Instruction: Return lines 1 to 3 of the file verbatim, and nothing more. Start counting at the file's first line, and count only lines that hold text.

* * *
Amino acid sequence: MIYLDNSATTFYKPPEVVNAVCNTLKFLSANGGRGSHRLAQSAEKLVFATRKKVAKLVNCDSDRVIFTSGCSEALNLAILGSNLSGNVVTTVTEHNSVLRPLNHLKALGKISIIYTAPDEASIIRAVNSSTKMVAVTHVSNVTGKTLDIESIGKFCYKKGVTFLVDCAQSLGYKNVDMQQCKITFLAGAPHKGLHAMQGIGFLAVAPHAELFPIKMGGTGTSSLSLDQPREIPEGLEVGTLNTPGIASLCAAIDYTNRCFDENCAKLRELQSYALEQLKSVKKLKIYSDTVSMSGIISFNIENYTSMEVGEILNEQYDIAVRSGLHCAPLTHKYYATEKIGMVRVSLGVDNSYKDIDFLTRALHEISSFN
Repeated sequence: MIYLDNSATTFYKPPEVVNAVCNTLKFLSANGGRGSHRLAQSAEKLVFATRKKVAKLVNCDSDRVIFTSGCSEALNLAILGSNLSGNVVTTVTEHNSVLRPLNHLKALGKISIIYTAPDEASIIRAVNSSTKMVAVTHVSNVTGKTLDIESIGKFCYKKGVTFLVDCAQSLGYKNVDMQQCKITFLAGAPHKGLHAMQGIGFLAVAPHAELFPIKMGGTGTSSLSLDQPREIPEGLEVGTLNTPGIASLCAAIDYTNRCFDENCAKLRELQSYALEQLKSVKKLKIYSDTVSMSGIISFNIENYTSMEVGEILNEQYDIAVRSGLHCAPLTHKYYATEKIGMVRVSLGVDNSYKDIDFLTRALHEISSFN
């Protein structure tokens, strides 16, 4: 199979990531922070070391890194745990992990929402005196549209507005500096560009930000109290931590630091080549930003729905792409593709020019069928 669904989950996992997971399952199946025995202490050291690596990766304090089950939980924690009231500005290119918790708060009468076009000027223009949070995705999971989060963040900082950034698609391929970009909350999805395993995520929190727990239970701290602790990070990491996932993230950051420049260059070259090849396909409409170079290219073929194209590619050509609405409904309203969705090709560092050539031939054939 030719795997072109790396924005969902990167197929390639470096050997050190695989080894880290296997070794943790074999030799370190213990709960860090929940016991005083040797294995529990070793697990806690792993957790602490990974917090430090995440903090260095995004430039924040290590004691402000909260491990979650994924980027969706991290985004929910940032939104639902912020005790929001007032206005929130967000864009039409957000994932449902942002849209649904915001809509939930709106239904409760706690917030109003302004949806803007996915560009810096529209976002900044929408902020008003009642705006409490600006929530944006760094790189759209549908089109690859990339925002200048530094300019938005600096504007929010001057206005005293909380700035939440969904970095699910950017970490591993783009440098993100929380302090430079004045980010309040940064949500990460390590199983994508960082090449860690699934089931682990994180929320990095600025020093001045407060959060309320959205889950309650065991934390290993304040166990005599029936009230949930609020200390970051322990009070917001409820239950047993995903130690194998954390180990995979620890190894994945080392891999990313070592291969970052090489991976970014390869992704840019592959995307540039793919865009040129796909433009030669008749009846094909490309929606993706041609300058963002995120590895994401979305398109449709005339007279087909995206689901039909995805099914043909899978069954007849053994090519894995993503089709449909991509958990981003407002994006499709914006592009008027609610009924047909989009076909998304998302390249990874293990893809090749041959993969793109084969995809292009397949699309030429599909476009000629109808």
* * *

Amino acid sequence: MIYLDNSATTFYKPPEVVNAVCNTLKFLSANGGRGSHRLAQSAEKLVFATRKKVAKLVNCDSDRVIFTSGCSEALNLAILGSNLSGNVVTTVTEHNSVLRPLNHLKALGKISIIYTAPDEASIIRAVNSSTKMVAVTHVSNVTGKTLDIESIGKFCYKKGVTFLVDCAQSLGYKNVDMQQCKITFLAGAPHKGLHAMQGIGFLAVAPHAELFPIKMGGTGTSSLSLDQPREIPEGLEVGTLNTPGIASLCAAIDYTNRCFDENCAKLRELQSYALEQLKSVKKLKIYSDTVSMSGIISFNIENYTSMEVGEILNEQYDIAVRSGLHCAPLTHKYYATEKIGMVRVSLGVDNSYKDIDFLTRALHEISSFN
Repeated sequence: MIYLDNSATTFYKPPEVVNAVCNTLKFLSANGGRGSHRLAQSAEKLVFATRKKVAKLVNCDSDRVIFTSGCSEALNLAILGSNLSGNVVTTVTEHNSVLRPLNHLKALGKISIIYTAPDEASIIRAVNSSTKMVAVTHVSNVTGKTLDIESIGKFCYKKGVTFLVDCAQSLGYKNVDMQQCKITFLAGAPHKGLHAMQGIGFLAVAPHAELFPIKMGGTGTSSLSLDQPREIPEGLEVGTLNTPGIASLCAAIDYTNRCFDENCAKLRELQSYALEQLKSVKKLKIYSDTVSMSGIISFNIENYTSMEVGEILNEQYDIAVRSGLHCAPLTHKYYATEKIGMVRVSLGVDNSYKDIDFLTRALHEISSFN
């Protein structure tokens, strides 16, 4: 199979990531922070070391890194745990992990929402005196549209507005500096560009930000109290931590630091080549930003729905792409593709020019069928 669904989950996992997971399952199946025995202490050291690596990766304090089950939980924690009231500005290119918790708060009468076009000027223009949070995705999971989060963040900082950034698609391929970009909350999805395993995520929190727990239970701290602790990070990491996932993230950051420049260059070259090849396909409409170079290219073929194209590619050509609405409904309203969705090709560092050539031939054939 030719795997072109790396924005969902990167197929390639470096050997050190695989080894880290296997070794943790074999030799370190213990709960860090929940016991005083040797294995529990070793697990806690792993957790602490990974917090430090995440903090260095995004430039924040290590004691402000909260491990979650994924980027969706991290985004929910940032939104639902912020005790929001007032206005929130967000864009039409957000994932449902942002849209649904915001809509939930709106239904409760706690917030109003302004949806803007996915560009810096529209976002900044929408902020008003009642705006409490600006929530944006760094790189759209549908089109690859990339925002200048530094300019938005600096504007929010001057206005005293909380700035939440969904970095699910950017970490591993783009440098993100929380302090430079004045980010309040940064949500990460390590199983994508960082090449860690699934089931682990994180929320990095600025020093001045407060959060309320959205889950309650065991934390290993304040166990005599029936009230949930609020200390970051322990009070917001409820239950047993995903130690194998954390180990995979620890190894994945080392891999990313070592291969970052090489991976970014390869992704840019592959995307540039793919865009040129796909433009030669008749009846094909490309929606993706041609300058963002995120590895994401979305398109449709005339007279087909995206689901039909995805099914043909899978069954007849053994090519894995993503089709449909991509958990981003407002994006499709914006592009008027609610009924047909989009076909998304998302390249990874293990893809090749041959993969793109084969995809292009397949699309030429599909476009000629109808």